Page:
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Hope for the Breast

Nursing mothers protest the Social Security office.



With their babies in tow, five mothers and one father staged a nurse-in, a collective breast-feeding protest, outside the Social Security Administration office on Players Club Parkway last Friday.

The protest was held in response to the office manager's treatment of a nursing mother earlier in the week.

On June 13th, Ashley Brown went to the Social Security office with her 8-month-old son Gavyn. After changing his diaper on the bathroom floor — no changing tables were provided — Brown returned to the waiting room and began to breast-feed her infant son.

"After about five minutes, the security guard came over and told me I wasn't allowed to do that," Brown said. "She was pointing at my boob."

Armed with the knowledge that both federal and state law protects the mother's right to nurse, Brown refused to move.

"She wanted me to go to the restroom, and I said no," Brown said. "She went to get the manager, and I'm thinking, Of course the manager is going to know the federal law. But the security guard came back and said, 'The manager is offering you a private conference room, but you can't nurse out here in the waiting room.'"

Brown stood her ground. After a few more minutes, the security guard told her she would have to leave.

"It was right at that point that they called my number," Brown said.

Brown went to the desk and asked to speak to manager Earl Young, who reiterated that she was not allowed to nurse in a public waiting room. Young said there were different rules in a government office, because it's federal property.

When she returned home, Brown filed a formal complaint with Esther Carpenter, the Social Security Administration area director in Nashville. Carpenter immediately sent an apology and affirmed Brown's right to nurse.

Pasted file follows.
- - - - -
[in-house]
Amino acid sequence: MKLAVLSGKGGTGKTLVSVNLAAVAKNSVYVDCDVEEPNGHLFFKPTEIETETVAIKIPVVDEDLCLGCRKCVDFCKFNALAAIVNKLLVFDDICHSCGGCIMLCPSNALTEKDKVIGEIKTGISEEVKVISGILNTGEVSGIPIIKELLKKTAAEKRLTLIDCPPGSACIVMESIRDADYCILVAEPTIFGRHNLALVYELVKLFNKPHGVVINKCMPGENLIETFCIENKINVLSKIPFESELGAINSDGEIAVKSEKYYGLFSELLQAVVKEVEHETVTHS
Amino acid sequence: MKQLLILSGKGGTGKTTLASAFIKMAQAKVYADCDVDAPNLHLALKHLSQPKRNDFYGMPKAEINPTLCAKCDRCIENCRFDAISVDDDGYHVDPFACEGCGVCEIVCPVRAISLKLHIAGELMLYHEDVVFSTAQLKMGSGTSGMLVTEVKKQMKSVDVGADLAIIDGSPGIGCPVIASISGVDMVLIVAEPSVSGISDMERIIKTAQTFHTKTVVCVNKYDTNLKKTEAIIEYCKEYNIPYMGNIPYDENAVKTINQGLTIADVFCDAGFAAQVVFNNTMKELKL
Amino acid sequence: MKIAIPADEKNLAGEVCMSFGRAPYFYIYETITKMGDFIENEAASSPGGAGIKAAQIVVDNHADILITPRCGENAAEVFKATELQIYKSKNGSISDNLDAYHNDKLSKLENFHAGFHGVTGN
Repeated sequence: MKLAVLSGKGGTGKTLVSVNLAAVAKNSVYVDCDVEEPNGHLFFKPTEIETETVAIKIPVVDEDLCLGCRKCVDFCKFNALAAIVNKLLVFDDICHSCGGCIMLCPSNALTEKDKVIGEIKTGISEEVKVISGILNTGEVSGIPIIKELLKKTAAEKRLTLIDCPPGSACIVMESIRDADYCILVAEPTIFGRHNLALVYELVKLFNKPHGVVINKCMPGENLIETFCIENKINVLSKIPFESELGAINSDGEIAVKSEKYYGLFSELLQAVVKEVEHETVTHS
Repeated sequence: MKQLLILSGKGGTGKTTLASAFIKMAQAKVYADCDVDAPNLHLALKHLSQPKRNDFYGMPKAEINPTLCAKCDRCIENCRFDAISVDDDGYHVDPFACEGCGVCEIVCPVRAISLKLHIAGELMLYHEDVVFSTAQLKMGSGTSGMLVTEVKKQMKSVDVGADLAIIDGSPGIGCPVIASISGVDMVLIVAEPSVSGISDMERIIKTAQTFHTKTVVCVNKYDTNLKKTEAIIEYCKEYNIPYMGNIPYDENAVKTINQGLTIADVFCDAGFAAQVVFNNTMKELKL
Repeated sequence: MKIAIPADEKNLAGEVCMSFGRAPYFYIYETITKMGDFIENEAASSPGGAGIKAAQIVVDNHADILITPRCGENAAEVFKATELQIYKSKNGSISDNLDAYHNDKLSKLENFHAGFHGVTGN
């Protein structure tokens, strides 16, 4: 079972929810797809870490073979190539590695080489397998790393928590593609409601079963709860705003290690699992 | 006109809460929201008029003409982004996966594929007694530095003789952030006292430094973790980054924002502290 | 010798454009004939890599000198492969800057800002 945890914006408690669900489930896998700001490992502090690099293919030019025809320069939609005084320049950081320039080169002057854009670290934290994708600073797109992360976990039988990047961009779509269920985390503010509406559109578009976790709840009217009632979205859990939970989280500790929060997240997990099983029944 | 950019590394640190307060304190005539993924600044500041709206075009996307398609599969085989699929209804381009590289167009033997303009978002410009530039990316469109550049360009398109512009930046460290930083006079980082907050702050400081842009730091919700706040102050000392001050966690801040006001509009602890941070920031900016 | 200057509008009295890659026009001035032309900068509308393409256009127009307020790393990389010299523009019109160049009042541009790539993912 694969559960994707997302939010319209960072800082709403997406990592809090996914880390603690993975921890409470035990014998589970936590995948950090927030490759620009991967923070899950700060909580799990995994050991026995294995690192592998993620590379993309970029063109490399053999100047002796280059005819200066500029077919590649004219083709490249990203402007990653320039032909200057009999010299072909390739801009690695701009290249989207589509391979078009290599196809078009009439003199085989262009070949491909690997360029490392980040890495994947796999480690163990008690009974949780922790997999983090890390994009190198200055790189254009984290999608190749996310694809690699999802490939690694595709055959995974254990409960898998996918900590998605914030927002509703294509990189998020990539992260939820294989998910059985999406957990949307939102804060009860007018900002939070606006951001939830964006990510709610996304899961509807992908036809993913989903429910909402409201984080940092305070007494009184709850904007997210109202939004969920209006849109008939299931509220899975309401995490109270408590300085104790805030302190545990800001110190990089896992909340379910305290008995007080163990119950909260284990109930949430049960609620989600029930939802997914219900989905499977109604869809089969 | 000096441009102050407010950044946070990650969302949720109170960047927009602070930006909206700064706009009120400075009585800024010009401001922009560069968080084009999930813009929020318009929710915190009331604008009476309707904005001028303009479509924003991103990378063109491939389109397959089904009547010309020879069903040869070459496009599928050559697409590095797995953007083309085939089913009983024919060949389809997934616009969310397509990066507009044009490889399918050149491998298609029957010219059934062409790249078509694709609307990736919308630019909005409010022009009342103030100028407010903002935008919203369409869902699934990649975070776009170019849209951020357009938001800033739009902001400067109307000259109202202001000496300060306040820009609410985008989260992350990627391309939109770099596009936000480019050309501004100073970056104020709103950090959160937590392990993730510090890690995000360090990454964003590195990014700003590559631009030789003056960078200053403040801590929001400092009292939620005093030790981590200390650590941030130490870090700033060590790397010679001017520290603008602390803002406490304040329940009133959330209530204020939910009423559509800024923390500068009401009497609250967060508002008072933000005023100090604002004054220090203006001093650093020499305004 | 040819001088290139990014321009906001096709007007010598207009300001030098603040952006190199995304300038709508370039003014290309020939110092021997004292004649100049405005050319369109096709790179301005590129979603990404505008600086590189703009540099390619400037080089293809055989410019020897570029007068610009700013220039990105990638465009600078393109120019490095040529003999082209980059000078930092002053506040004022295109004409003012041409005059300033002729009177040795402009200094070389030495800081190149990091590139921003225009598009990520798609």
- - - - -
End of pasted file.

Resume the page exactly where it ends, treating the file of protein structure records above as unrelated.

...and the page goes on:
At Friday's nurse-in, which was organized on Facebook with the help of groups Alternamama and Cloth Diapers Memphis, mother Ericka Blaythe nurses her daughter Autumn under a breast-feeding cover that hooks around her neck. She stresses that breast-feeding is not an exhibitionist act.

"A lot of us cover up, but babies pull [the blankets] off," Blaythe said. "It's hot under there. I prefer to cover up, but it's not always an option."

"I don't even bother," said Stephanie Roy, with her 11-month-old son Peter. "It's impossible. He pulls the blanket off and waves it around, and it draws even more attention."

Someone in the group brings up designated breast-feeding areas, a proposed solution to the public nursing controversy.

"Designated breast-feeding areas?" Blaythe said. "How many of those do they think there are? I can't get a changing table let alone a breast-feeding area."

Throughout the protest, babies swing happily on their mother's hips or bounce in their carriers. As far as demonstrations go, this is a fairly peaceful one.

"We're not trying to make a big scene or offend anybody, but we want to make people aware that it's perfectly fine to nurse your baby in public," Brown said. "Cover or no cover, it does not matter."

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